Part of the problem with health insurance is the price; here in New York, if you're healthy and in your twenties trying to buy individual health insurance, you will massively overpay compared to the actual actuarial benefit, especially if you're comparing the price of an actual policy to the benefit of a policy one might want (without various mandated coverages for procedures one might not want to insure).

In modern society the insurance industry has capitalized not only on FEAR and guilt (how will your family survive, if you die or become incapacitated?) but has insinuated itself into virtually every aspect of many peoples lives.

Insurance is based on the premise that statistically, sooner or later itâs inevitable that undesirable events will occur to a percentage of the populace, the ratio of those affected to those unaffected form the basis of actuarial risk assessment. It is the insurersâ task to set and collect premiums so that the total pool covers the actual calculated risk and leaves a tidy profit for the company (credit default swaps notwithstanding.)

They are adept at this practice and further their interests by attempting to convince the client (mark) that the law of averages states that many are likely to run afoul of that (non-existent) law and experience unpleasant consequences but if you are smart youâll bet against yourself and buy insurance to protect you and your property in case bad stuff happens (and it will.) So if you lose (bad stuff happened) during the allotted time, you win, but if you donât lose in the time span, we win. Itâs no wonder that 10% of the top 200 richest companies in the world (until the recent fiduciary debacle) are/were insurance companies.

If coverage were simple (not weasel worded and in legalese with its attendant semantic sense of ethics) then it would still be profitable by simple actuarial calculations but perhaps they would be less inclined to construct the giant edifices and favor their OODEPs with obscenely huge salaries (who by most accounts do little or nothing to justify them.)

The current profit model also includes applying the 3D code (Deny, Delay, Defend) wherever it makes sense monetarily (which is almost always if they stand to lose a large amount) and C/B calculations as to how much money and interest may be realized vis-à-vis not paying legitimate claims in a timely manner vs. an unfavorable class action or government ruling with concomitant fines.

I donât bet against myself unless dictated by fiat.

I own two insurance policies, but health care isn't one of them.

- My home is insured: the cost is small, the risk likelihood of occurrence is very rare, but the impact of the risk eventuating is extreme (no house!). If I owned 10 houses, I would insure none of them.

- I have 3rd-party personal injury insurance on my car and home: the cost is small, the risk likelihood of occurrence is very rare, but the impact of the risk eventuating is extreme (somebody could slip on my stairs and render themselves paraplegic - bang goes $6,000,000).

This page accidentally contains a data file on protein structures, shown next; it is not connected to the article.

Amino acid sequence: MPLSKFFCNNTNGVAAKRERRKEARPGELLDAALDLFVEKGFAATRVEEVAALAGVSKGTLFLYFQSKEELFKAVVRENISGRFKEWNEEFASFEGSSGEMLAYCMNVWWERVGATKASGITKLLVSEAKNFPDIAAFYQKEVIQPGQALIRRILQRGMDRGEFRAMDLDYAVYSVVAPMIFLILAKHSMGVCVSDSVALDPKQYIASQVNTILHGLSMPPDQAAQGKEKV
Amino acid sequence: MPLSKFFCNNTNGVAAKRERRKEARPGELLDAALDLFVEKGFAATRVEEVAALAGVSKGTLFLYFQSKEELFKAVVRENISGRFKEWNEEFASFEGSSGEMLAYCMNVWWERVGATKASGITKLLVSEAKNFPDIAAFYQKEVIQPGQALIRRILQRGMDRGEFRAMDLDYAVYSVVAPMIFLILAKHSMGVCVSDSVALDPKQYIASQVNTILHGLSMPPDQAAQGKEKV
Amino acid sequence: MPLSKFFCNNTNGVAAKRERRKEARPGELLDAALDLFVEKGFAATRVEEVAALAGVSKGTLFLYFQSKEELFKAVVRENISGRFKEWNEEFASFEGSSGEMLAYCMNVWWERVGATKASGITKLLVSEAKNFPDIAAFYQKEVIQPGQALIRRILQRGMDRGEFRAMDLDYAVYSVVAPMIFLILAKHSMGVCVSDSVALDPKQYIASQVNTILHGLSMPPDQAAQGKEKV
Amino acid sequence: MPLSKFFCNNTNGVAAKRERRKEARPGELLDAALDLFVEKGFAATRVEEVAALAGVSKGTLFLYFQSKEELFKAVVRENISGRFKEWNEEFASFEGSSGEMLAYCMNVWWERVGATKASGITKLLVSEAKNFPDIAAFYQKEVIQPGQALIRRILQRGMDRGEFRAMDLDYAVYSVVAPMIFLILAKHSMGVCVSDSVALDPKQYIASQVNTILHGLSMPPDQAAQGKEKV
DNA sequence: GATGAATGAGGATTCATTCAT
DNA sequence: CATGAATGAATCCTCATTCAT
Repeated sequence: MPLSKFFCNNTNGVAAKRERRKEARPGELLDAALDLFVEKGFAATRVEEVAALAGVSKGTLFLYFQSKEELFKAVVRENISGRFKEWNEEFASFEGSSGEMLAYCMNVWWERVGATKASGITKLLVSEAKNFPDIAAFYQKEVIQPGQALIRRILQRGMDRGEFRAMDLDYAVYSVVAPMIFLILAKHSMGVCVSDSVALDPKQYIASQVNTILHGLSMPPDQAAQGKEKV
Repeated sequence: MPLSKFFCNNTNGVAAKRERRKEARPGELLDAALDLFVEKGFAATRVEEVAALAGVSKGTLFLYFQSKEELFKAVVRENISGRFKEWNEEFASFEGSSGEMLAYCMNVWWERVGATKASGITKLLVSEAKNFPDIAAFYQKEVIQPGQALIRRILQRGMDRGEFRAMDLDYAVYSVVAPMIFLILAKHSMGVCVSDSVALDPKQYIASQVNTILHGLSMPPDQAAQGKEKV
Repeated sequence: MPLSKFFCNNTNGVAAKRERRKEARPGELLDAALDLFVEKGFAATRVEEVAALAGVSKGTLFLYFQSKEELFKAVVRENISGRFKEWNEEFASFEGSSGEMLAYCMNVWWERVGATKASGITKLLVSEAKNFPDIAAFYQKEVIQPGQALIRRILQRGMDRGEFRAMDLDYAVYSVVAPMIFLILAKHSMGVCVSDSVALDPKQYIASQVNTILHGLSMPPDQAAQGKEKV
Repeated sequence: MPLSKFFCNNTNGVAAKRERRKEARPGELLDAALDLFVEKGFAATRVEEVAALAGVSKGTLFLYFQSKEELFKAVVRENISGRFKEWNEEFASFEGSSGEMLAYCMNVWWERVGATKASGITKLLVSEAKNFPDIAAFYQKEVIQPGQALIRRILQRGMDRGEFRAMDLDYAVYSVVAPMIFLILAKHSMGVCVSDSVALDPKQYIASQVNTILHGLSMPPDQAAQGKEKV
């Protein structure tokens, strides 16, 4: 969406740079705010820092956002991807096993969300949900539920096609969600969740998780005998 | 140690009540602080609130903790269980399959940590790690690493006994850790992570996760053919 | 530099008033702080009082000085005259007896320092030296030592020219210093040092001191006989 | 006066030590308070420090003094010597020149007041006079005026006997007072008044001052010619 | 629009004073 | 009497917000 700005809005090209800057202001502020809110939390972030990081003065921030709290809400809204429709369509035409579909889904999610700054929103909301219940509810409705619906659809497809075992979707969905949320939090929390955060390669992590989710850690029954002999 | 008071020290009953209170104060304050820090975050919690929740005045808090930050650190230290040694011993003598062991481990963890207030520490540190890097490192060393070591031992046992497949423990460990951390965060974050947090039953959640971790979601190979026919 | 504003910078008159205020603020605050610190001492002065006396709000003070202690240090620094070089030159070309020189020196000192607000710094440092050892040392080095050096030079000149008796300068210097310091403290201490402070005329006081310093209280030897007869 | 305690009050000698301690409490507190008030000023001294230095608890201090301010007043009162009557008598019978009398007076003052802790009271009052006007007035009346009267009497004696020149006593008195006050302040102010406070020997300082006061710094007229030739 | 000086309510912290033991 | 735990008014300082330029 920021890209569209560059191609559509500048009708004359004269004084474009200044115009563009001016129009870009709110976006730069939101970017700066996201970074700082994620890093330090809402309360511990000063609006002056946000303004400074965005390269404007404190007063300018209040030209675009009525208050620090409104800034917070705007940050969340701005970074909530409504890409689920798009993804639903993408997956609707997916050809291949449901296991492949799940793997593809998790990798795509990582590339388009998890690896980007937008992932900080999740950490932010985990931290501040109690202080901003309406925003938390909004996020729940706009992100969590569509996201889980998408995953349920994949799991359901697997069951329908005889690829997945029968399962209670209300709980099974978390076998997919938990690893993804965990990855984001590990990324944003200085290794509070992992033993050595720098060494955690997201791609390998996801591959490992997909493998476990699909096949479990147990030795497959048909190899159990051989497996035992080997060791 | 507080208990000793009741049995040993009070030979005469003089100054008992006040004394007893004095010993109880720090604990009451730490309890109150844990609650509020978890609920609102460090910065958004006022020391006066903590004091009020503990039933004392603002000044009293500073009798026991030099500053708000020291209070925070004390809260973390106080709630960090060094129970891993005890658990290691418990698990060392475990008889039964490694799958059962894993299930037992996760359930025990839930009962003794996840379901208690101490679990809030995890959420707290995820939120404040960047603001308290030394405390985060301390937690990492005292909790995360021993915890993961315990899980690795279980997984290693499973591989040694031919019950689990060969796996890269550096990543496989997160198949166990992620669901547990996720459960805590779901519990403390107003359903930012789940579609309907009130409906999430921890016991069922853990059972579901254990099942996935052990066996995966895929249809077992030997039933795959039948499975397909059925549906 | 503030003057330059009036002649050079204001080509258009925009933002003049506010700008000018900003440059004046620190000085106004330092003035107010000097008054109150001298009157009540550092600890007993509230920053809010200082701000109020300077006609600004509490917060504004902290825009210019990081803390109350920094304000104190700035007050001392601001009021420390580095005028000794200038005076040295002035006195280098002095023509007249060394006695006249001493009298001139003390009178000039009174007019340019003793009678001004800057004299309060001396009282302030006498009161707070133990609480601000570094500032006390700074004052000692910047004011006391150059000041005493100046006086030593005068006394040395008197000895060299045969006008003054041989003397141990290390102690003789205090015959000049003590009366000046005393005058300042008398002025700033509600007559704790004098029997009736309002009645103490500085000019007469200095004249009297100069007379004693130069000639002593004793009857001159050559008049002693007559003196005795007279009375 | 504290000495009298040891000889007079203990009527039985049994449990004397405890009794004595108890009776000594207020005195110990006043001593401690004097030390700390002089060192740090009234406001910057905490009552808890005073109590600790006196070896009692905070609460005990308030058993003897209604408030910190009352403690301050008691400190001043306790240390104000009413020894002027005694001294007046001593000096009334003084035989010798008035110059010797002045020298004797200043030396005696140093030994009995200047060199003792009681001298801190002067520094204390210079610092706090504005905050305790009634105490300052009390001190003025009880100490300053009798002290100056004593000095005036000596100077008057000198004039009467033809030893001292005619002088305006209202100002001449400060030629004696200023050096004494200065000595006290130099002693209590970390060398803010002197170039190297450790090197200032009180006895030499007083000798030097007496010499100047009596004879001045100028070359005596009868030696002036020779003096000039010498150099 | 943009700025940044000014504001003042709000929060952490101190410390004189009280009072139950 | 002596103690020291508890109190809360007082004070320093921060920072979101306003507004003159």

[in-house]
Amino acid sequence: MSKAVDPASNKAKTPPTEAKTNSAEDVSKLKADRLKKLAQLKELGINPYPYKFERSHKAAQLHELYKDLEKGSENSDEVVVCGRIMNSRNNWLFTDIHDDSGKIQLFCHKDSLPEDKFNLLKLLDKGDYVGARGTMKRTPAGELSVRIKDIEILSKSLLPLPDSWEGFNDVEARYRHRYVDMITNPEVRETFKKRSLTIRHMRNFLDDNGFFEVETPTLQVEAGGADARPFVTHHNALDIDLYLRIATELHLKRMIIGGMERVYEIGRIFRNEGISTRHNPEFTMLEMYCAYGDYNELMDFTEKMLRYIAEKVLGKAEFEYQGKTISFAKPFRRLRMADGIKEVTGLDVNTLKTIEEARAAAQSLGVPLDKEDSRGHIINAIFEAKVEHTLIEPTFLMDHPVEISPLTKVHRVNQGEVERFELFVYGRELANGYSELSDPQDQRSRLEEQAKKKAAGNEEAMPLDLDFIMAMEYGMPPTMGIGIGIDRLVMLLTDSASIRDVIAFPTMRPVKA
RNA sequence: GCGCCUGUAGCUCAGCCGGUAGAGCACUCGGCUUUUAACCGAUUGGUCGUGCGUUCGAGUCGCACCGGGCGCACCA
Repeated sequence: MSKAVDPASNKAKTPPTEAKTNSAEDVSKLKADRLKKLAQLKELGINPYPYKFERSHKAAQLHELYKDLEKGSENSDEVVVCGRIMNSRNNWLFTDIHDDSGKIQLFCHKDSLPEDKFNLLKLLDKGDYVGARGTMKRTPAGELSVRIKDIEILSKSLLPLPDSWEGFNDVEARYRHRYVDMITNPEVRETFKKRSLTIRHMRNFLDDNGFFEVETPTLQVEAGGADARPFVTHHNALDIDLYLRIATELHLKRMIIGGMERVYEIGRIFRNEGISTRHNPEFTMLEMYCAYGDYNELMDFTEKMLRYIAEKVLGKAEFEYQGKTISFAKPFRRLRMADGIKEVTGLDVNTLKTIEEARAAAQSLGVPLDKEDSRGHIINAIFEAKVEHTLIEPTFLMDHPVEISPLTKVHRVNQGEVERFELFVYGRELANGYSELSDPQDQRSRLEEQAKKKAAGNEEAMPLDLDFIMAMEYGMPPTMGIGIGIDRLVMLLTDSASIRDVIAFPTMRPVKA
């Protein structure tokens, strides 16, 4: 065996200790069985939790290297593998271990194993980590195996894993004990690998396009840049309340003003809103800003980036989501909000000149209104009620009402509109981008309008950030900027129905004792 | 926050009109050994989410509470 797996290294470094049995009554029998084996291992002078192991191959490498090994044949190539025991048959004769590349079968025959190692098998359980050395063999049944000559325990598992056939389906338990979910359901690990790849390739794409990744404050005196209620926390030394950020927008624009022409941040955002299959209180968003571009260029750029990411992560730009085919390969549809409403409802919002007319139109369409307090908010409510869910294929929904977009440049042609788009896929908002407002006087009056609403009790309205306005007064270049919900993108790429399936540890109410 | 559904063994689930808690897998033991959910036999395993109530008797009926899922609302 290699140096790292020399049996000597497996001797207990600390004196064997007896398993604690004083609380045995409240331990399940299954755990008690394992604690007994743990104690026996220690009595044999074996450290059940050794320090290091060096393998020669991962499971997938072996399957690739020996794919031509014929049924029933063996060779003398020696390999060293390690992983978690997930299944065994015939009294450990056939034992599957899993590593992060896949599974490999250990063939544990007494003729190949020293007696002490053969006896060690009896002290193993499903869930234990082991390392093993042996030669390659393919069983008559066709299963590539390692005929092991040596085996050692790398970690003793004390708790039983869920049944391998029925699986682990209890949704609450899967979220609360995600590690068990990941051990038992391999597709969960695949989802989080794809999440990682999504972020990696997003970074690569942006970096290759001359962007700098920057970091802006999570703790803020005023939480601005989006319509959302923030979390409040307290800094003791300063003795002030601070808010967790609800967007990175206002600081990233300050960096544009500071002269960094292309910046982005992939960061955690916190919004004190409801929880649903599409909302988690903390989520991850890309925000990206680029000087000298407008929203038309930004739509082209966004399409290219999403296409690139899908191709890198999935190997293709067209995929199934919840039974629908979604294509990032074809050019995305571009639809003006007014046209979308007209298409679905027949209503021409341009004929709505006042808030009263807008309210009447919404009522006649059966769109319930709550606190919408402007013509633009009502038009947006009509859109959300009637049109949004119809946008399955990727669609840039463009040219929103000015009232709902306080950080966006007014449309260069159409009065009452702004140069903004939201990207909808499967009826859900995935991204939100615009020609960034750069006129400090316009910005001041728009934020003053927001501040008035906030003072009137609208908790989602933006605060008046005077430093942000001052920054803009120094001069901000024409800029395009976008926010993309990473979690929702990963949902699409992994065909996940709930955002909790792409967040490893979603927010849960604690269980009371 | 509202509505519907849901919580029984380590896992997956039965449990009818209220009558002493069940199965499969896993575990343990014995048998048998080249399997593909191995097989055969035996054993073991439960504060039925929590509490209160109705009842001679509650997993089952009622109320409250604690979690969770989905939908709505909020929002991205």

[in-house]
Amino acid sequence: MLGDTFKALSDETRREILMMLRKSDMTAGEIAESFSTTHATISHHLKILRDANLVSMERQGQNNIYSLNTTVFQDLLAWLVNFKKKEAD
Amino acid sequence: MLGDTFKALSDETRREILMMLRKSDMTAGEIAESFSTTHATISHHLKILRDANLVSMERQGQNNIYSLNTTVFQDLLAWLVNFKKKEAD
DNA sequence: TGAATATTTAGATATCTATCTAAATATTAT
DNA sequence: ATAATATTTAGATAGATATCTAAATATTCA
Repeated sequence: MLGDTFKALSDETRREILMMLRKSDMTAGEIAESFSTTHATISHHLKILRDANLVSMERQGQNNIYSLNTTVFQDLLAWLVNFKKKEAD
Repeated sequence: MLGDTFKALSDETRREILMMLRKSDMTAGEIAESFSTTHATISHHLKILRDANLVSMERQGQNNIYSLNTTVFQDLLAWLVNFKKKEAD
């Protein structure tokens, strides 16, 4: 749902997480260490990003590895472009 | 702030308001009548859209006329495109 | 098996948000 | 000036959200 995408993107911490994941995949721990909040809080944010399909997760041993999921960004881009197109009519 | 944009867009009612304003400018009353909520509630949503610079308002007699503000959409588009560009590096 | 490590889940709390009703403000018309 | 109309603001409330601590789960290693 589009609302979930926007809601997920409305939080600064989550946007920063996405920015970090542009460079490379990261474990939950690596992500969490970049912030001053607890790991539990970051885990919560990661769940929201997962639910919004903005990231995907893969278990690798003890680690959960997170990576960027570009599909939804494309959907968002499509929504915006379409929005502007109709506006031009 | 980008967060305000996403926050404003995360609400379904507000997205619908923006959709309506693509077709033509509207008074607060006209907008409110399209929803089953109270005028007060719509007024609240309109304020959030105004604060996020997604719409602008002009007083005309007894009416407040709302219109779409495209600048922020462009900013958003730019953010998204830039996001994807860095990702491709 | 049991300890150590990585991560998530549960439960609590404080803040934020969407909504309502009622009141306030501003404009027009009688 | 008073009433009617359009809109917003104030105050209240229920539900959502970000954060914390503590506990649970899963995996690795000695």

- Health insurance doesn't compute - the vast majority of occurrences have no treatment that needs to be provided by a doctor anyway (flu, etc...) which just leaves rare events such as broken limbs. The cost of medical care for a broken limb (etc..) is a very small fraction of the cost of replacing your house, and yet health insurance costs much, much more than insuring your house. And if you look at your health insurance policy closely, you will see it hardly covers anything you need anyway - if you end up requiring medical care you will need to pay a lot of money in addition to what the insurance provides.
Do the sums yourself - Instead of paying $5,000pa into an insurance fund, put it into a bank account that pays a decent interest rate. In the unlikely event you do get sick, you'll be able to cover it.

By Vince Whirlwind (not verified) on 26 Aug 2009 #permalink

Technically all insurance is overpriced, otherwise the insurer couldn't stay in business. On average total premiums must exceed the total claims which makes it all a bad deal - unless there is a large claim in your future.

Much of what is called health insurance isn't insurance. Covering things that are certain to happen, recurring Rx, routine care, preventative care, etc. isn't insurance and adding a layer of bureaucracy to the payment process, whether public or private, necessarily makes it more costly than paying for those services directly out of pocket. Most of the debate arises from people being sold on some form of the idea that everyone trying to force everyone else to pay for their health care will somehow make it free for everyone.

By just doug (not verified) on 26 Aug 2009 #permalink

For some, health care needs are a familiar experience, ie, they know someone who requires frequent medical care for asthma attacks, allergic reactions, sickle cell disease, cystic fibrosis, etc. Others have never been in a hospital for any reason, no stitches, no sprains, no fractures; they have never even visited anyone in a hospital. I wonder if these two disparate groups of people, given equal financial standing, are more or less likely to have seek and purchase health insurance given their personal experiences with health care needs.